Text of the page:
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Putting Division into Words


Date: 04/06/99 at 09:55:28
From: nicole thiel
Subject: Division

How many times does 4 go into 600?  I know the answer is 150, but I 
I have to explain how I got the answer and I am having a hard time 
putting it into words.


Date: 04/06/99 at 12:57:16
From: Doctor Peterson
Subject: Re: Division

Hi, Nicole.

Since I don't know how YOU got the answer, I can't put it into words 
for you, but I can suggest how I might do it without having learned 
division yet.

Suppose I have 600 sticks, and I want to divide them among four 
people. Rather than count them out individually, I want to make use of 
what I know from the number: that they come in 6 bundles of 100.

I can start by giving each person a bundle, so each has 100 sticks and 
I have 2 bundles left over. I've divided 6 by 4 and gotten a quotient 
of 1, with a remainder of 2.

Now how can I divide the remaining 2 bundles among four people? I have 
to untie the bundles. Luckily, I find that each bundle is really ten 
bundles of ten sticks tied together - that is, 1 hundred is the same 
as 10 tens. So now I have 20 bundles of 10.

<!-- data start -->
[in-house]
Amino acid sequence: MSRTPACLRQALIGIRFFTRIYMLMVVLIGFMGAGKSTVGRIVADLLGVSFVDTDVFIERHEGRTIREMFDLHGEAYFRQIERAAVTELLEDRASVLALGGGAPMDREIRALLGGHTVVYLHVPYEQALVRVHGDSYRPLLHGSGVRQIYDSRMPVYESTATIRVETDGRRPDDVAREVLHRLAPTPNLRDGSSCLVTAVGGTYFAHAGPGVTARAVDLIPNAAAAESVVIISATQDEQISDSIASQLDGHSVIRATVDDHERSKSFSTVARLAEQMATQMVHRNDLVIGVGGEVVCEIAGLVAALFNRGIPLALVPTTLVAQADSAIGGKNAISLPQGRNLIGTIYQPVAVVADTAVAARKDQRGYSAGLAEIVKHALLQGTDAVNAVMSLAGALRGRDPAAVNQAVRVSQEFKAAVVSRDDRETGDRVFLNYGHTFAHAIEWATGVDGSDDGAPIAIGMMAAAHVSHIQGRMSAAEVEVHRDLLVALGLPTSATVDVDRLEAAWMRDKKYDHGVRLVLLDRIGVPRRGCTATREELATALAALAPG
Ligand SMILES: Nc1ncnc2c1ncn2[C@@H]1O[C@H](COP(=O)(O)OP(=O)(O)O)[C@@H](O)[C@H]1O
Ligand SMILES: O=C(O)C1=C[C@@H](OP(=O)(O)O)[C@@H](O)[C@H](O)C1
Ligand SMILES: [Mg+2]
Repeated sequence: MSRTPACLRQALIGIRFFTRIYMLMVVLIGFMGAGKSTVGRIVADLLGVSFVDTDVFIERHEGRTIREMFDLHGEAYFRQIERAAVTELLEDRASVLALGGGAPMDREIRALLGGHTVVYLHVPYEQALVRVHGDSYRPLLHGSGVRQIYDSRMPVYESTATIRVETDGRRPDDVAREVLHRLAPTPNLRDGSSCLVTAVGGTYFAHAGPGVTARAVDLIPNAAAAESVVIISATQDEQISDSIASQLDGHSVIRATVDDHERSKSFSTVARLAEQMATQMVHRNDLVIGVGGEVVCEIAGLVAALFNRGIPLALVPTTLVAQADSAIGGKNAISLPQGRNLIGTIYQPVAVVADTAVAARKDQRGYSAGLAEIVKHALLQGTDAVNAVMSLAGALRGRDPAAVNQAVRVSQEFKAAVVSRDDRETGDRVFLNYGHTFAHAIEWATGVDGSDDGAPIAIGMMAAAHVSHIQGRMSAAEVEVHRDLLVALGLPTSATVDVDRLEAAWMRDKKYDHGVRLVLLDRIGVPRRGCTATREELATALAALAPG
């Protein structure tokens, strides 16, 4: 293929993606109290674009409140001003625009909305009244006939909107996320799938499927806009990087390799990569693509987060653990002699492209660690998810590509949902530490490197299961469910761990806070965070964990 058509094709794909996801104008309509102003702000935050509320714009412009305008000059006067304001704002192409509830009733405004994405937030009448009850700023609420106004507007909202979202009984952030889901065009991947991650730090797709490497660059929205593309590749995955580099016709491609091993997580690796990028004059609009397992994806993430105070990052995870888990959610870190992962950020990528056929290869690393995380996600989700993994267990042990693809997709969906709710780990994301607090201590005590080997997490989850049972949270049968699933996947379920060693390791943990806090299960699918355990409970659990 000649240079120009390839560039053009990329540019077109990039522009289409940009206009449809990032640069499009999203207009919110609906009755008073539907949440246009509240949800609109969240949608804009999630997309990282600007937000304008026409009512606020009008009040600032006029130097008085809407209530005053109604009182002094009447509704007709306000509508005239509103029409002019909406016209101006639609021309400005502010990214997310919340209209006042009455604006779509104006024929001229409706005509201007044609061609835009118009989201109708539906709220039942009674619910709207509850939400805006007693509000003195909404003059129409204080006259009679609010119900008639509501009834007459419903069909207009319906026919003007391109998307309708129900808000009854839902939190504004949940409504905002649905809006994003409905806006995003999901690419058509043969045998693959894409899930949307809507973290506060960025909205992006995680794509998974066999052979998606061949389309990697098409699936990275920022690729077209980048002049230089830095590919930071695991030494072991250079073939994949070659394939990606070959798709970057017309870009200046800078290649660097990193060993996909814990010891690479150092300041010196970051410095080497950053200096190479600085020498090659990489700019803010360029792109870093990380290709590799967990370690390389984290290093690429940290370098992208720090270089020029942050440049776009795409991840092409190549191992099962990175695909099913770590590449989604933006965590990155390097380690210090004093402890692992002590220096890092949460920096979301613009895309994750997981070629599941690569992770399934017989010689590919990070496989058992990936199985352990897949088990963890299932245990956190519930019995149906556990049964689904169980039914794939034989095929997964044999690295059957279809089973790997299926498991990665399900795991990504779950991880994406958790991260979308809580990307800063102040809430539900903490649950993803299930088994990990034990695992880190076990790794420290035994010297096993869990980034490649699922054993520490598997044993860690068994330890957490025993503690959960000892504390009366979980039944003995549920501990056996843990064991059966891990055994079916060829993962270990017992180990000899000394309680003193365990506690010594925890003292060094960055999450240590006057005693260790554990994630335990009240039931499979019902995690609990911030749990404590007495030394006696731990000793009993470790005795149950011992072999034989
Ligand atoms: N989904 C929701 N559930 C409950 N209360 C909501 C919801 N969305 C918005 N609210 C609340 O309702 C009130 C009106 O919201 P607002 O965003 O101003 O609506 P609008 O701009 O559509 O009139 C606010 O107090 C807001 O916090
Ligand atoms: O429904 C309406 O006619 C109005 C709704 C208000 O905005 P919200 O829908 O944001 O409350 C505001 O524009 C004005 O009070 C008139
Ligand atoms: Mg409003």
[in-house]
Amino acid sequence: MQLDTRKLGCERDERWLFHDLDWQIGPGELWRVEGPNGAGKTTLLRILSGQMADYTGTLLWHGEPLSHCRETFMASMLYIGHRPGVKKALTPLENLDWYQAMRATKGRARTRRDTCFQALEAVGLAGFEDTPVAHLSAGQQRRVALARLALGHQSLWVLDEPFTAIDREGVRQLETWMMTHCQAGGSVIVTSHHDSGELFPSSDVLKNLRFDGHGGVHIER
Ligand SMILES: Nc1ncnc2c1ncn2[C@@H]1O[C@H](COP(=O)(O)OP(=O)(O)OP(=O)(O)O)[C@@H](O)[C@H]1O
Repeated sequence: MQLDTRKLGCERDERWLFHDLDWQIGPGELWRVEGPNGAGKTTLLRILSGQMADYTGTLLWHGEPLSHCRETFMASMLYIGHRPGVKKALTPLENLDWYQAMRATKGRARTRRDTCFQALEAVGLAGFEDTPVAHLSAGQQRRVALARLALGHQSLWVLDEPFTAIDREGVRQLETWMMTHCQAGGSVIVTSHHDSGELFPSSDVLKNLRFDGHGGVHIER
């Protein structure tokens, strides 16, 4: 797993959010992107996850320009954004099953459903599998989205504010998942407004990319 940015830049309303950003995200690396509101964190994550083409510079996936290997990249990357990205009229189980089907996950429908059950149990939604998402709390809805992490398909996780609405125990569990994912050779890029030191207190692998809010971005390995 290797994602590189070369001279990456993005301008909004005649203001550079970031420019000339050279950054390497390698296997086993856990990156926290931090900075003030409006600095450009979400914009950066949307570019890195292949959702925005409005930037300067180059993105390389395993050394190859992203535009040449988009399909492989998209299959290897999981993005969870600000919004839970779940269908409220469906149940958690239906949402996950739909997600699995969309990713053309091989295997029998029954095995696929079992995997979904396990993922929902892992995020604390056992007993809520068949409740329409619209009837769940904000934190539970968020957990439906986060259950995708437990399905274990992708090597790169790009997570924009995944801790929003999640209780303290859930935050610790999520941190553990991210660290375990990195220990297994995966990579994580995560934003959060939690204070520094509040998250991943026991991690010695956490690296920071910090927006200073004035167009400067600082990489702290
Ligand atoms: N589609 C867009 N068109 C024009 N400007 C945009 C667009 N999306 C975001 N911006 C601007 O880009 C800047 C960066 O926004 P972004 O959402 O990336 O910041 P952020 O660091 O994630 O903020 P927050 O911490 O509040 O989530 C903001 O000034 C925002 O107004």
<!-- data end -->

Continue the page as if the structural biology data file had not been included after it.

I can divide 20 by 4 to get exactly 5, so I give each person 5 bundles 
of ten. Now each of them has 1 hundred and 5 tens, making a total of 
100 + 50 = 150. Since I have none left, we're done, and you have your 
answer.

This is just what we do when we divide numbers with several digits. I 
don't know whether you've learned this yet, so I'll just write it out 
and you can figure out what it means by comparing it with what I've 
said:

      _150_
    4 )600
       4     <-- 4 hundreds (1 x 4) distributed
       -
       20    <-- 2 hundreds (20 tens) left
       20    <-- 20 tens (5 x 4) distributed
       --
        00   <-- nothing left
         0   <-- nothing more distributed
        --
         0

Does that fit with your own reasoning at all? If not, it's a good way 
to think.

- Doctor Peterson, The Math Forum
  http://mathforum.org/dr.math/   
    
Associated Topics:
Elementary Division

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